Longevity and How?
January 28th 2019
Longevity - How do we maximize it???
The fountain of youth? The perfect diet? What is it?
Since the days of Greek and Roman philosophers or the naturalists Darwin and Lamarck, humans have thought about the changes that occur within mammalian species as they attempt to adapt to the ever changing environment and live as long as possible as well as furthering the species through successful procreation.
Longevity is on the minds of many of us, me especially. Fears of a ruined society or early demise are always swirling in the news with global temperature alterations and sea levels rise, polluted waterways or our air, dysfunctional governments not serving the people, etc... Little of this is controllable by us at the base level.
I really try to avoid the news. I prefer to stay positive and make personal choices daily that benefit others and my family.
What is truly controllable is our personal behavior and activity. For the purposes of this article, we will focus on the longevity genes known as sirtuins.
All mammals have cassettes of genes with the sole purpose of dealing with extremes of all environmental inputs. Some genes encode for stress proteins like the class of temperature shock proteins, heat and cold shock proteins. Others encode for adrenal gland cortisol receptors to handle differential psychological and physical stress. Further yet, are groups that encode for receptors that sense any physical perturbations.
Sirtuins are a master set of 7 genes that regulate the activity of a series of other genes, enzymes and proteins meant to keep us alive and virile. Dr. David Sinclair and Dr. Peter Attia have a phenomenal high end discussion on the Podcast "DRIVE" that can be found on iTunes from 2018.
The discovery of the sirtuin class of genes in the 1990's lead to an explosion of research over the past three decades into their function in human health.
What is clear is that these genes are heavily involved in DNA repair, mitochondrial cellular energy production and biogenesis, macronutrient metabolism, inflammation dampening, oxidation reduction, increased insulin secretion, clearance of damages cells, telomere DNA tail maintenance and much more. To put it simply, sirtuins are involved in the most important pathways for human survival.
What we are now learning is that certain lifestyle activities can activate or suppress these genes for our benefit or detriment: (some of these are still theoretical)
Activation and thus benefit:
1) Fasting - potentially intermittent (12-16 hours per day) and prolonged (more than 24 hours)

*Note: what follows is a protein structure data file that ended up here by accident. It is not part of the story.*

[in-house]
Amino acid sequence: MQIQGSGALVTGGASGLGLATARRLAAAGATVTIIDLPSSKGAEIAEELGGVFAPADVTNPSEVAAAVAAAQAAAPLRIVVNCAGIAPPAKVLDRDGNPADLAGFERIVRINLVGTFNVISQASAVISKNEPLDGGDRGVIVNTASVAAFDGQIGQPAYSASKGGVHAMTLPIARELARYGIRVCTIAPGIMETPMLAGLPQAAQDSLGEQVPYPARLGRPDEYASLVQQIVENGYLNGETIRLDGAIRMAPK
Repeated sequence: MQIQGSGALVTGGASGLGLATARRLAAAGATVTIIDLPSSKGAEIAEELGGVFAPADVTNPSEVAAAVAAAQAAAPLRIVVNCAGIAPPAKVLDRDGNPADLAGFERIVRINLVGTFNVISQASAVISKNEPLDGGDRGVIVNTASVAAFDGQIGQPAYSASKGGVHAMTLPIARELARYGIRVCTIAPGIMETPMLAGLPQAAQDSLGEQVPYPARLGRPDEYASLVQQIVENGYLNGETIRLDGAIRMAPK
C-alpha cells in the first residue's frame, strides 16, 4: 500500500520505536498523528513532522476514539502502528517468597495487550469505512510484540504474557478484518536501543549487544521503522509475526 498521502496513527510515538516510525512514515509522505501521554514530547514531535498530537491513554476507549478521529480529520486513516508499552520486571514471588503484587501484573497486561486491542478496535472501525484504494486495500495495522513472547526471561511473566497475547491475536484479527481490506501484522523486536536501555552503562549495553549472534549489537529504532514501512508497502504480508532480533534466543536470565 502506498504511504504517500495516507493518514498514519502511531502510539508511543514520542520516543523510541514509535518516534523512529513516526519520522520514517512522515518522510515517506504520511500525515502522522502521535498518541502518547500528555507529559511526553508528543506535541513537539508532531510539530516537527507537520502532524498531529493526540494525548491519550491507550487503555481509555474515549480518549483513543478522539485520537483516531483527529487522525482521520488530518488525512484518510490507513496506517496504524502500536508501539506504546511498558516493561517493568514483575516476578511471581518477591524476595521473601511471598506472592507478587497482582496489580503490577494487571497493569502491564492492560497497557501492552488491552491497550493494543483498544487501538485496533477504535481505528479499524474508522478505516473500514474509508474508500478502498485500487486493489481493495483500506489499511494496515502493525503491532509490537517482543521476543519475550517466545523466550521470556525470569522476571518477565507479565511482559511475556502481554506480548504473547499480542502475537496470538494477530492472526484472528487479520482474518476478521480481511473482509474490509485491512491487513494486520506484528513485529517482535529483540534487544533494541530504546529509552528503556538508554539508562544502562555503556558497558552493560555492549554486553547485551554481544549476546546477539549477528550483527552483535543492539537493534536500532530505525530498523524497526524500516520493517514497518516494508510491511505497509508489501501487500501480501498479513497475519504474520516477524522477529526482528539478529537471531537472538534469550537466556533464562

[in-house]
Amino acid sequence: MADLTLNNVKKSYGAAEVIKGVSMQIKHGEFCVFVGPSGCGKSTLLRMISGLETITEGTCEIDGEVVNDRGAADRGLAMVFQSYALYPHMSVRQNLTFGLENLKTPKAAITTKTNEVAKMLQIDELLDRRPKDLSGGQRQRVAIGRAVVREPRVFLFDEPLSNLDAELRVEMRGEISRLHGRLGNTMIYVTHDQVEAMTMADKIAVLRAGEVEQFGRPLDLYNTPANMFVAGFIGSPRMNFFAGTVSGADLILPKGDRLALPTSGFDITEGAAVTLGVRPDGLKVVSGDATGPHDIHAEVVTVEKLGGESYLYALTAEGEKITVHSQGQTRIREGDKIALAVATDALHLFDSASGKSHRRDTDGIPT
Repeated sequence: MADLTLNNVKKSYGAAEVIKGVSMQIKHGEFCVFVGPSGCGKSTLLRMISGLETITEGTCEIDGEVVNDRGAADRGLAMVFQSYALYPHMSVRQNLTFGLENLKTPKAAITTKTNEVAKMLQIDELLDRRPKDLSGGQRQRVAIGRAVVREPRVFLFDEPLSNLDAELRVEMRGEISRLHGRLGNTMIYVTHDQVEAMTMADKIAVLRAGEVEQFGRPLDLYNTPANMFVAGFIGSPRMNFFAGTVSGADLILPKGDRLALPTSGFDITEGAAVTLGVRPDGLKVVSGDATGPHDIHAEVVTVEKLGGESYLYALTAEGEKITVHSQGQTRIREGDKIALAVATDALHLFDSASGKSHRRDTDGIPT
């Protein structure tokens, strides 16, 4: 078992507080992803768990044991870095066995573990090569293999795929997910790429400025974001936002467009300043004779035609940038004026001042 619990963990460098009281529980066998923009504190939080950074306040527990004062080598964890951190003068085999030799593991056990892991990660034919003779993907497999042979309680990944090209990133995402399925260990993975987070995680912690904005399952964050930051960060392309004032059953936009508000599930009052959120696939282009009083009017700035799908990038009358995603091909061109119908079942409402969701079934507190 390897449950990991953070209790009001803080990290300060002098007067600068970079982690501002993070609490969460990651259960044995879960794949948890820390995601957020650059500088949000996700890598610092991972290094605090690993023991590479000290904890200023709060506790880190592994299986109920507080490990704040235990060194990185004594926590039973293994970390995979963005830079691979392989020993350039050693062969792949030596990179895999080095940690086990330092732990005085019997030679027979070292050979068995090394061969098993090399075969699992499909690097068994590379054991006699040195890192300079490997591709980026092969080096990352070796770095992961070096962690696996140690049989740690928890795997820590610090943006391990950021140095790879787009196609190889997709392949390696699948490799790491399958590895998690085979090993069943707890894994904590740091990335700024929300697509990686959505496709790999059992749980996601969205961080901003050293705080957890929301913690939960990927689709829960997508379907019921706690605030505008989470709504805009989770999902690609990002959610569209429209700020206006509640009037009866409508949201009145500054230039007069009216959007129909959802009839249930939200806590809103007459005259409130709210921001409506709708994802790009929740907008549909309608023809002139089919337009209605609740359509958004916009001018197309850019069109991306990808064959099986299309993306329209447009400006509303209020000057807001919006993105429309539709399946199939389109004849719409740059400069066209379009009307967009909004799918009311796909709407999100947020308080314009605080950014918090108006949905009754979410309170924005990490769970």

2) Heat stress
3) Restriction of calories or low protein states potentially via mTOR, the master metabolic switch
4) Exercise and movement
5) Resveratrol chemical found in the rind of a red grape
6) Polyphenol chemicals in some vegetables and fruits
Dampening or detrimental:
1) Over eating or caloric excess (biggest problem)
2) Sedentary behavior (second)
3) Euthermic environments, i.e. lack of extremes in temperature
4) Bacterial infections/dybiosis via lipopolysaccharide molecules
The most controllable factor here is to avoid overeating. This is likely the most dangerous event that we perform repeatedly as Americans. We bombard our GI tract with millions of molecules daily that are metabolically aging us faster than our genes expected. Think of a diabetic person as a canary in a coal mine. The advanced aging of a human that has chronically excessive levels of glucose on board is a wakeup call for all of us to heed.
Taken all together, we see a picture of humans having the ability to change there life expectancy based on some basic lifestyle principles.
When we look at it from this perspective of longevity, this new research shows us that repair mechanisms are turned on more favorably when the body is acutely stressed by exercise, heat, caloric restriction and potentially other similar environmental inputs but worsened by chronic behaviors of laziness, overeating and mental stress.
In my mind, the profound benefit of this sirtiun adaptation is that the mammalian physiology shifts towards a repair and growth state during these periods of fasting and re-feeding that historically occurred.
Just like the Blue Zones and many other studies of disease and lifestyle, we have the ability to eat less, move more, love more, stress less, and choose long life over a shortened sick ending.
In the esteemed words of Michael Pollan, "Eat food, not too much, mostly plants".